What Is SQ3R Reading Method? [Ultimate 5-Step Guide]

Want to know what is SQ3R reading method? Then you’re in the right place. This is a widely acclaimed method of reading.

It’s a proven mode of study through which we get to input information and retain it for long periods of time. It’s a strategic approach to learning which was developed by Francis Pleasant.

Its suitable for learning to all students be they in high schools, college or even higher levels of study. It has found use beyond even the classroom and is now used in all learning situations even those at work where people want to retain what they learn.

Its success has been attributed to its effectiveness in discovering important facts and pieces of information from a reading material, mastering it and retaining it for long periods.

I recommend this method to you and urge you to employ it in all your reading. Let’s take a look at what in involves. SQ3R is actually an abbreviation used to stand for survey, question, read, recite and review.

These are the five major action areas in this reading method.

These five areas help us in our aim to retain as much information as we can for the purposes of the exams whereas at the same time understanding the wider concept to enable us get the full benefits of our education.

The main aim of this method is to improve our recall abilities for the material we have read. Our brain and ability to recall is greatly enhanced by repetition.

When we repeat something several times, that piece of information is permanently stored in our brains. The more we encounter something, the easier it gets for us to remember.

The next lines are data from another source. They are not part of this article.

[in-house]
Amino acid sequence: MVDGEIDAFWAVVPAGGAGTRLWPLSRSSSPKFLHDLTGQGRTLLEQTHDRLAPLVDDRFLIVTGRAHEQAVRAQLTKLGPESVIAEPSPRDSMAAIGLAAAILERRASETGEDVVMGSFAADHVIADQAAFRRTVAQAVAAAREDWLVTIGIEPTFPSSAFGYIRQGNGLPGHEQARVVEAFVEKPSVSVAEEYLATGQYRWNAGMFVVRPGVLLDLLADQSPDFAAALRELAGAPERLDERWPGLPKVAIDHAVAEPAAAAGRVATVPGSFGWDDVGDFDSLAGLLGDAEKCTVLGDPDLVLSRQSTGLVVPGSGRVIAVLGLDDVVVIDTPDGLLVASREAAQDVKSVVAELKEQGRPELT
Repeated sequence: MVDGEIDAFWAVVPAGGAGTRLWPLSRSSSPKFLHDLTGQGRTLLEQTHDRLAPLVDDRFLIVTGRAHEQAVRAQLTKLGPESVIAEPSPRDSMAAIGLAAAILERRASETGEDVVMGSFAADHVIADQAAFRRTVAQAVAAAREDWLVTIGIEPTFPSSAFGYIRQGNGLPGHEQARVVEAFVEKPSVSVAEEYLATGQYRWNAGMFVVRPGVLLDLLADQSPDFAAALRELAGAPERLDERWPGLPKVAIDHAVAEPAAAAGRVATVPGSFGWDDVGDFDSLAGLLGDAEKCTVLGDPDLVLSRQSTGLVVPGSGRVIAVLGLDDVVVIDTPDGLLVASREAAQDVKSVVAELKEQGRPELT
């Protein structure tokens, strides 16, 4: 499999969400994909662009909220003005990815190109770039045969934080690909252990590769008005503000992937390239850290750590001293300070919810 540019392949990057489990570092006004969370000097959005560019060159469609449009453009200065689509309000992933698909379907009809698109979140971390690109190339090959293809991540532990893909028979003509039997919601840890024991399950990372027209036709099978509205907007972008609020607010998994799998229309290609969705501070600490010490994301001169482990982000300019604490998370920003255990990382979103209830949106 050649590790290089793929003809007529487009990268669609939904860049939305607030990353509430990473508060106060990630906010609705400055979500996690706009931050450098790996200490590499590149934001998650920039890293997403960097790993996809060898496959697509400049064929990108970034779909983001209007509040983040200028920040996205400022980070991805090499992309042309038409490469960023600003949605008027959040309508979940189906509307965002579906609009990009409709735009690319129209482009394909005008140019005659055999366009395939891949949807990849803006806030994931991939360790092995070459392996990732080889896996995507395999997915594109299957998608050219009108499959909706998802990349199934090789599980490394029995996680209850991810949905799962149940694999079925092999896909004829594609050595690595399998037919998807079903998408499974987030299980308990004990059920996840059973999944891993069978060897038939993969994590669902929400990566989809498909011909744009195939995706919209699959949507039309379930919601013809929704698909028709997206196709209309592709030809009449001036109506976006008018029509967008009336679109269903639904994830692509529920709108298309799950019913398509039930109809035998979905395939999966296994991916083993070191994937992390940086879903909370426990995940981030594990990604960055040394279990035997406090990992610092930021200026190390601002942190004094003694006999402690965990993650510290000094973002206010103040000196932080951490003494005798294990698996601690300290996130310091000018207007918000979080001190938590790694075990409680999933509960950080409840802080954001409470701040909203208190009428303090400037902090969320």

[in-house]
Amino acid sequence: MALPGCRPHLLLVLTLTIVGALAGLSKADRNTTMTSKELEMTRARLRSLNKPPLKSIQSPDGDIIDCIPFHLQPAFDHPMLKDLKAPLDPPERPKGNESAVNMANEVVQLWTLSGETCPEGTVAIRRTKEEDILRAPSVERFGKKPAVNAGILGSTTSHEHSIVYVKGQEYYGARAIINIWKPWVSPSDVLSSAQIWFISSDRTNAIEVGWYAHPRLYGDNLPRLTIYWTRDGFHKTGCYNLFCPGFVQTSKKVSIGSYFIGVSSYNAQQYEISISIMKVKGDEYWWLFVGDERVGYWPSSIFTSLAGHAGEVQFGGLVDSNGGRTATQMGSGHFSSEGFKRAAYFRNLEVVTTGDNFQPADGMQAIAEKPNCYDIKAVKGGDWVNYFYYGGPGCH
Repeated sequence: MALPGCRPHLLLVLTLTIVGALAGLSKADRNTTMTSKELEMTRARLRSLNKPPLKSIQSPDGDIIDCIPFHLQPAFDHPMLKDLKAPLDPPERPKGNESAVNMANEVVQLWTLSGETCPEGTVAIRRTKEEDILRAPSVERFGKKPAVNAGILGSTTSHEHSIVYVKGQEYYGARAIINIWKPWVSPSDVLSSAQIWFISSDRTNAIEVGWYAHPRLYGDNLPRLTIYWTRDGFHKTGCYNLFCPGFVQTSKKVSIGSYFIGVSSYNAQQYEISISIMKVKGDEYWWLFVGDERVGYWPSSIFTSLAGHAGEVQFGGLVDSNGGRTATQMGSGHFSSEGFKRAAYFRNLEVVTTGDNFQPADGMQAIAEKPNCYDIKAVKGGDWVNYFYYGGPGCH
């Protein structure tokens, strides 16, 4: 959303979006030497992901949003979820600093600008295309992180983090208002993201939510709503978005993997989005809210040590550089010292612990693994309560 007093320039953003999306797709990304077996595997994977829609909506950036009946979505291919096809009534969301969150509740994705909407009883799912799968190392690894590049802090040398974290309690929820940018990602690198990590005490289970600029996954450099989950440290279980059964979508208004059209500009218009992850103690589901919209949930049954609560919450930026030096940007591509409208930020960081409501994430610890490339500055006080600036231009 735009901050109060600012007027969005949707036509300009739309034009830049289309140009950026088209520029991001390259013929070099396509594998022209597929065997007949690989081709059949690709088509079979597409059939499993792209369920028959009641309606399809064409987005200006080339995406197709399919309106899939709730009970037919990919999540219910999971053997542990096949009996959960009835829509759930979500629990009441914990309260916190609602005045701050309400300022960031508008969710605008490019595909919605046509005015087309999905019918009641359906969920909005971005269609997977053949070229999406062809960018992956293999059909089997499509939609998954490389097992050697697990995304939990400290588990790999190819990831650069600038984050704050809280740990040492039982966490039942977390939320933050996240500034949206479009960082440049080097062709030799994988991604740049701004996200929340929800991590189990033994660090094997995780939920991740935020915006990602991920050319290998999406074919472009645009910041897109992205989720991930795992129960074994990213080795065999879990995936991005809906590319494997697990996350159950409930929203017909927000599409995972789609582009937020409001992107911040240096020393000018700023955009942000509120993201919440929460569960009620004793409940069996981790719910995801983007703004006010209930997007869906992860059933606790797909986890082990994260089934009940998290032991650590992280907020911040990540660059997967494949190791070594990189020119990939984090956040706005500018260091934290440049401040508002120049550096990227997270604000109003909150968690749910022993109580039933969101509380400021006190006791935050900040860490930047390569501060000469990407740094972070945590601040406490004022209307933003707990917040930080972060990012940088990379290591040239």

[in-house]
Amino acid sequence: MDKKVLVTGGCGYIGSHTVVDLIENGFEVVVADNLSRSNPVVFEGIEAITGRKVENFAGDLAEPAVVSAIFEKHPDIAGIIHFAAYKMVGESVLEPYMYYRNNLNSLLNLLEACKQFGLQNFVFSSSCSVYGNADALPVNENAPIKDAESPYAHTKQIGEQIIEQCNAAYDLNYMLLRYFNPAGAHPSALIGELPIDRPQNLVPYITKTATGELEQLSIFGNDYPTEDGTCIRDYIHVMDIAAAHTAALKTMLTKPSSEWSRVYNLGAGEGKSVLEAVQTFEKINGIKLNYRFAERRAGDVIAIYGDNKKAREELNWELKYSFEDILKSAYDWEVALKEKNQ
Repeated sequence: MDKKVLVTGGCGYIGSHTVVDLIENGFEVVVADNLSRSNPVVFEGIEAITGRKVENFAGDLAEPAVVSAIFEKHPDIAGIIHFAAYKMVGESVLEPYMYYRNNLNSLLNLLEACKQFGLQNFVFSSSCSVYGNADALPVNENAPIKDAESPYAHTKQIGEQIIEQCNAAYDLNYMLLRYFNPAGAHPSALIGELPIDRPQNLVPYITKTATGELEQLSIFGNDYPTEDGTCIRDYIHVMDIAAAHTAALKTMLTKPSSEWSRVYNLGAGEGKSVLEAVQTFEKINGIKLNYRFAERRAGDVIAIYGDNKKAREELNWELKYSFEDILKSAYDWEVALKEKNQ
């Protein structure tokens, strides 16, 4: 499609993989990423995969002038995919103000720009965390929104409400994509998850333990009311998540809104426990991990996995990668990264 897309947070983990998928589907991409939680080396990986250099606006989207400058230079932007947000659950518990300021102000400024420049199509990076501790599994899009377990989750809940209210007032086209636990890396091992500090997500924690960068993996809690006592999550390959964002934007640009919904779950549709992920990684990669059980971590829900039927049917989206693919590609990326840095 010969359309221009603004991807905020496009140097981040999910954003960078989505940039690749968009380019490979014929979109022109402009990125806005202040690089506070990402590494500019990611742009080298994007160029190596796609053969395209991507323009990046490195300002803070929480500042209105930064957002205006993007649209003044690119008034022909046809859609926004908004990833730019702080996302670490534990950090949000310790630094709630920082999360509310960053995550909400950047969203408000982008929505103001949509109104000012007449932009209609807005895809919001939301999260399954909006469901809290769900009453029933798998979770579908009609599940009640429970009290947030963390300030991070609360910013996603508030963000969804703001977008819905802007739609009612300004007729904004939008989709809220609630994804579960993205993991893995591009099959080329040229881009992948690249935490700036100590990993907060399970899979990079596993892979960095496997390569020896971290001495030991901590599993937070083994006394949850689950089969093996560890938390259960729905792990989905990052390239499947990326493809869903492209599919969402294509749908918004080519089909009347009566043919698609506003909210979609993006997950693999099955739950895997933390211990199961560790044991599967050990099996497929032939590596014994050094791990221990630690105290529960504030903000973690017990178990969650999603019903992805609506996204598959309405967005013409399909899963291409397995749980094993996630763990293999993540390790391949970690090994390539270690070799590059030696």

The SQ3R method will take some time and effort to master, but once we do it, you realize it is the best method of reading and revising. Let us now look more deeply at each of the five steps in this method and what to do at each step.

What Is SQ3R reading method?

1. Survey

This is the first step in this method.

Survey involves going through an entire reading material to get an overview of what it’s about. You don’t read word for word but rather look out for some information that will help you understand what the chapter is all about.

We can also call this step skimming or scanning. The purpose of this stage is to alert our brains as to what we are preparing to read.

The brain is a complex organ that we have not yet fully understood its functioning, but what we know is that when there is some order in what we do, and then we are more likely to grasp and understand.

When you are surveying a certain chapter, the brain tries to get all information you’ve ever come across regarding that chapter close for use.

This helps in interrelating which is another strong point in our efforts to recall information. In short, this stage allows you to form a mental framework of what you are about to read.